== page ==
Online Encyclopedia


Online Encyclopedia
Originally appearing in Volume V17, Page 569 of the 1911 Encyclopedia Britannica.
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MANGALORE, a seaport of British India, administrative headquarters of the South Kanara district of Madras, and ter-minus of the west coast line of the Madras railway. Pop. (Igor), 44,108. The harbour is formed by the backwater of two small rivers. Vessels ride in 24 to 30 ft. of water, and load from and unload into lighters: The chief exports are coffee, coco-nut products, timber, rice and spices. Mangalore clears and exports all the coffee of Coorg, and trades directly with Arabia and the Persian Gulf. There is a small shipbuilding industry. The town has a large Roman Catholic population, with a European bishop, several churches, a convent and a college. It is the headquarters of the Basel Lutheran mission, which possesses one of the most active printing presses in southern India, and has also successfully introduced the industries of weaving and the manufacture of tiles. Two colleges (Government and St Aloysius) are situated here. Mangalore was gallantly defended by Colonel John Campbell of the 42nd regiment from May 6, 1783, to January 30, 1784, with a garrison of r85o men, of whom 412 were English, against Tippoo Sultan's whole army.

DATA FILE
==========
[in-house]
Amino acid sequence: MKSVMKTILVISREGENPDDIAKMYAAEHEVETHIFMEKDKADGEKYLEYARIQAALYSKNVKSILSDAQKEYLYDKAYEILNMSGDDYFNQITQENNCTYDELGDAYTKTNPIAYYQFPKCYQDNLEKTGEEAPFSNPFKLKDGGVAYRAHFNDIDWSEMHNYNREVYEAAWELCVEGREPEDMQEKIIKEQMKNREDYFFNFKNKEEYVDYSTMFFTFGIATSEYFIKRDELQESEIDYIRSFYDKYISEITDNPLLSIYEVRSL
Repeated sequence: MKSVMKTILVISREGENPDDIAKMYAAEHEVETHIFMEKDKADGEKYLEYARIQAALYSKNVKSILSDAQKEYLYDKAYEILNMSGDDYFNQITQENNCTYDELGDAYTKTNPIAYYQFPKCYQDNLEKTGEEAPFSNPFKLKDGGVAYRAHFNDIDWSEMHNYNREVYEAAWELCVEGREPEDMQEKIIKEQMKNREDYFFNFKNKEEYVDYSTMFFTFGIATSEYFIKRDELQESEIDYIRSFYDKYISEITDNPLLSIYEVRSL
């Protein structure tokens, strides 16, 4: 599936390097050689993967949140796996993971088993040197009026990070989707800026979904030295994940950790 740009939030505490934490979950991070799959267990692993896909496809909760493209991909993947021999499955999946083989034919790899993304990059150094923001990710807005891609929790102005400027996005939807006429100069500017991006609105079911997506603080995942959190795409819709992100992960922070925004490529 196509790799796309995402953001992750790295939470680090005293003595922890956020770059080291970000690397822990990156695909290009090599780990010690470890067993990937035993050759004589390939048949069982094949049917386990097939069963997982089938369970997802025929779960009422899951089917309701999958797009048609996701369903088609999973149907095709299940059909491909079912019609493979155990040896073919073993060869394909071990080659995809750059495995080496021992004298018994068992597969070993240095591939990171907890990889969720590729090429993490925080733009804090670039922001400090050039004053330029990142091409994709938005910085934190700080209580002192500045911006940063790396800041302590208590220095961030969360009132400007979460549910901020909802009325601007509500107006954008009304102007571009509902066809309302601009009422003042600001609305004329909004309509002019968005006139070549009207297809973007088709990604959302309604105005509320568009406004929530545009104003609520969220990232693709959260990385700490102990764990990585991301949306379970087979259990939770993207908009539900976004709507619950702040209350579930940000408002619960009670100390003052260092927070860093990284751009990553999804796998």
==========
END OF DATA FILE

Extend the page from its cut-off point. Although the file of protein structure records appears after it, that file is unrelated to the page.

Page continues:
End of Article: MANGALORE

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